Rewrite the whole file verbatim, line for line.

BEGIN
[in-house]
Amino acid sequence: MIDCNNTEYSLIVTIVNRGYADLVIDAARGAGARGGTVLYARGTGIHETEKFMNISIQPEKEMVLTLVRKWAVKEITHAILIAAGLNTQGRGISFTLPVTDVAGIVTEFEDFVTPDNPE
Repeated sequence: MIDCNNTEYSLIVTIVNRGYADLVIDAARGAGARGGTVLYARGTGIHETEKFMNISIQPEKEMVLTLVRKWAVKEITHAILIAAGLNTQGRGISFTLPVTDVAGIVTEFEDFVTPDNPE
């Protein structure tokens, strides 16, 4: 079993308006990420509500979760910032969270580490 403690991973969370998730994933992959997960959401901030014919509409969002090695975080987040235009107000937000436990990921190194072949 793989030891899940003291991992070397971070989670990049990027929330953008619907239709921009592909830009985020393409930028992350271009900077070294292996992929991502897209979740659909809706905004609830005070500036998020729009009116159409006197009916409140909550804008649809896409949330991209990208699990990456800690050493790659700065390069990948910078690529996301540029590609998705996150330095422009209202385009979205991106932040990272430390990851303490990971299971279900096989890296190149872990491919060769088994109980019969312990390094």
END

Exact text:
[in-house]
Amino acid sequence: MIDCNNTEYSLIVTIVNRGYADLVIDAARGAGARGGTVLYARGTGIHETEKFMNISIQPEKEMVLTLVRKWAVKEITHAILIAAGLNTQGRGISFTLPVTDVAGIVTEFEDFVTPDNPE
Repeated sequence: MIDCNNTEYSLIVTIVNRGYADLVIDAARGAGARGGTVLYARGTGIHETEKFMNISIQPEKEMVLTLVRKWAVKEITHAILIAAGLNTQGRGISFTLPVTDVAGIVTEFEDFVTPDNPE
């Protein structure tokens, strides 16, 4: 079993308006990420509500979760910032969270580490 403690991973969370998730994933992959997960959401901030014919509409969002090695975080987040235009107000937000436990990921190194072949 793989030891899940003291991992070397971070989670990049990027929330953008619907239709921009592909830009985020393409930028992350271009900077070294292996992929991502897209979740659909809706905004609830005070500036998020729009009116159409006197009916409140909550804008649809896409949330991209990208699990990456800690050493790659700065390069990948910078690529996301540029590609998705996150330095422009209202385009979205991106932040990272430390990851303490990971299971279900096989890296190149872990491919060769088994109980019969312990390094």